In summary, we need to address the feelings of persecution, deprivations and the lack of acceptance felt by Muslims through a revision of our current benign policies toward the Palestinians and portrayals of Muslims as terrorists or subordinate people in the Western media and entertainment industries. This may bring to mind the "Good Neighbor Policy" implemented during the Second World War where Latin American culture was highlighted and heralded on the Silver Screen to enhance the US alliance in South America against Axis Powers. Perhaps most importantly, for the sake of Western survival in the event of a looming all-out jihad, the US needs to immediately begin building its infrastructure to support alternative fuel, like solar and hydrogen. We seriously need to upgrade our pipeline infrastructure in America and now would be a perfect time to adopt these alternative fuel sources while the opportunity is there (NPR, 26 September 2001).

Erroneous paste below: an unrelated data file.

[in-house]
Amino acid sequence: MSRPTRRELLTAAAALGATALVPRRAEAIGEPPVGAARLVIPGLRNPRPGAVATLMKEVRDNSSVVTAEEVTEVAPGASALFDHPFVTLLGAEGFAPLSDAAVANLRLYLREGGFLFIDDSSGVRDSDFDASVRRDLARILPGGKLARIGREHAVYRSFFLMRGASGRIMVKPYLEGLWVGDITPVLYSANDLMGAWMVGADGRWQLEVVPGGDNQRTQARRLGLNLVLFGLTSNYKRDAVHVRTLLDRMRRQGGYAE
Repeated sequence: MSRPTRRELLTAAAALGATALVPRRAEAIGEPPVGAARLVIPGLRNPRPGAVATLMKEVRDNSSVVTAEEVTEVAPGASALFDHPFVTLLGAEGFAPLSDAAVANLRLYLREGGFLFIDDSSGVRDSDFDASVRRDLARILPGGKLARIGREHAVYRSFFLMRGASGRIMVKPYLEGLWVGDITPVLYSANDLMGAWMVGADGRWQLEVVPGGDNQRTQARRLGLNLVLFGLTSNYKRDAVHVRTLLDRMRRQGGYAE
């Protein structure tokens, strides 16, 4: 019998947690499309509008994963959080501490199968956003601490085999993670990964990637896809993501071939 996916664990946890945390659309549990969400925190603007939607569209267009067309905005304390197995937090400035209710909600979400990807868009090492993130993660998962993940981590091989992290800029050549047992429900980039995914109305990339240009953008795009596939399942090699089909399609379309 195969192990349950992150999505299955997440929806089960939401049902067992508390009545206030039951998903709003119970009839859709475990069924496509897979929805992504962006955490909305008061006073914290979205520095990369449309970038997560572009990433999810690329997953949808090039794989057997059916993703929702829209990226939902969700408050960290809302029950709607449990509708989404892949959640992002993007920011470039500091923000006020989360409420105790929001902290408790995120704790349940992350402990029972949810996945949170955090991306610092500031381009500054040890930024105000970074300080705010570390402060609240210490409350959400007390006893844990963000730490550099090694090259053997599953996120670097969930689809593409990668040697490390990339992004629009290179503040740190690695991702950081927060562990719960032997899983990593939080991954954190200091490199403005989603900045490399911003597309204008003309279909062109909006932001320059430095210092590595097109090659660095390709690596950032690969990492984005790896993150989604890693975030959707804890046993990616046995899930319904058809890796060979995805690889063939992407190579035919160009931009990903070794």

If we do not address the issues of Muslim anger at the West and our critical dependence on the Arab world's one major export in the short-term (which the current administration would consider an anathema) we will continue to exacerbate the flight in the face of Muslim populations. Terrorism will continue to increase so long as anger exists in the Muslim world at the West and perhaps it will be all of Manhattan that may be mourned if Al-Queda has its ways. The continuing polarization of factions that are forming between Muslims and the West could send us spiraling toward the predictions of Samuel Huntington, Nostradamus and the Incan calendar prophecies. Even if you are not a soothsayer, these are predictions that seem a bit too close to reality in the making.